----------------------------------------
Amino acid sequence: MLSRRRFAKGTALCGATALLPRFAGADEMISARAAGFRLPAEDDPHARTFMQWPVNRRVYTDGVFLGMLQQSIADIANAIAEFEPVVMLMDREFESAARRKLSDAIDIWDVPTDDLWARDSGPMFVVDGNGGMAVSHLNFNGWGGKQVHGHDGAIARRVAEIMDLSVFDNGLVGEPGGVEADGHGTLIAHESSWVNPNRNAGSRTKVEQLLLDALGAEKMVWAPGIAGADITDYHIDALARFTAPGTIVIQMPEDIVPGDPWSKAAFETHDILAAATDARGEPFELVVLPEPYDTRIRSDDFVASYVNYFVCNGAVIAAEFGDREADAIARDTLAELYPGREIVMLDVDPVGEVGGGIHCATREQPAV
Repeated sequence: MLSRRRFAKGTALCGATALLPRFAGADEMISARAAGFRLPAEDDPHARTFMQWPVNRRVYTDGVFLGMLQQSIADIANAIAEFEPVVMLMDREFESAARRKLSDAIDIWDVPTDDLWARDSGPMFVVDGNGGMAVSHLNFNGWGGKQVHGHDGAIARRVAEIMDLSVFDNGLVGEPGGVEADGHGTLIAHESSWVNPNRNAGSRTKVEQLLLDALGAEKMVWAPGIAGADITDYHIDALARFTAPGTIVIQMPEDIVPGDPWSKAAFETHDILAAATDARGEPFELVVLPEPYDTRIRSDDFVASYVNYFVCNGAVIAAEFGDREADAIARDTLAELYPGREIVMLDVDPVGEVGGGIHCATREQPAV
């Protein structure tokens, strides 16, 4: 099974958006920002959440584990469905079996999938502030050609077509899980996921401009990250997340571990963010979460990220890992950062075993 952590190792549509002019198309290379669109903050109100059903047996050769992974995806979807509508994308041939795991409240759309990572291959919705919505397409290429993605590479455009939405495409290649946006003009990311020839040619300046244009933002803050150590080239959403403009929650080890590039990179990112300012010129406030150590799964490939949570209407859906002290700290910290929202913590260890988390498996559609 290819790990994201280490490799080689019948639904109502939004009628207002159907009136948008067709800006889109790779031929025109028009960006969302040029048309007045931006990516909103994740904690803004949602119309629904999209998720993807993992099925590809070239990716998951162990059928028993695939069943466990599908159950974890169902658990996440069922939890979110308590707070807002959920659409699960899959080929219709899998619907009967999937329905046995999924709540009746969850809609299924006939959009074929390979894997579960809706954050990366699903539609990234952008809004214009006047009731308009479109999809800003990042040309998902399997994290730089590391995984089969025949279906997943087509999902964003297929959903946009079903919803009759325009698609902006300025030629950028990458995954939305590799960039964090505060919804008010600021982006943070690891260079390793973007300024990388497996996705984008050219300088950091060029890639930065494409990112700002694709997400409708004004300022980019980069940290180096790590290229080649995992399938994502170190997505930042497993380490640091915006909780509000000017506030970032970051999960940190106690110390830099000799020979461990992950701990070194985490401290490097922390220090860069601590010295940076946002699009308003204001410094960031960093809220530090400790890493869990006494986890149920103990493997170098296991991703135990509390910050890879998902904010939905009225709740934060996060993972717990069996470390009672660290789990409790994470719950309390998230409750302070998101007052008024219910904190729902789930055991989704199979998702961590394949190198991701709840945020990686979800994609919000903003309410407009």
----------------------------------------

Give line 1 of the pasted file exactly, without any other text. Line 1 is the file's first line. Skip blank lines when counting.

Amino acid sequence: MLSRRRFAKGTALCGATALLPRFAGADEMISARAAGFRLPAEDDPHARTFMQWPVNRRVYTDGVFLGMLQQSIADIANAIAEFEPVVMLMDREFESAARRKLSDAIDIWDVPTDDLWARDSGPMFVVDGNGGMAVSHLNFNGWGGKQVHGHDGAIARRVAEIMDLSVFDNGLVGEPGGVEADGHGTLIAHESSWVNPNRNAGSRTKVEQLLLDALGAEKMVWAPGIAGADITDYHIDALARFTAPGTIVIQMPEDIVPGDPWSKAAFETHDILAAATDARGEPFELVVLPEPYDTRIRSDDFVASYVNYFVCNGAVIAAEFGDREADAIARDTLAELYPGREIVMLDVDPVGEVGGGIHCATREQPAV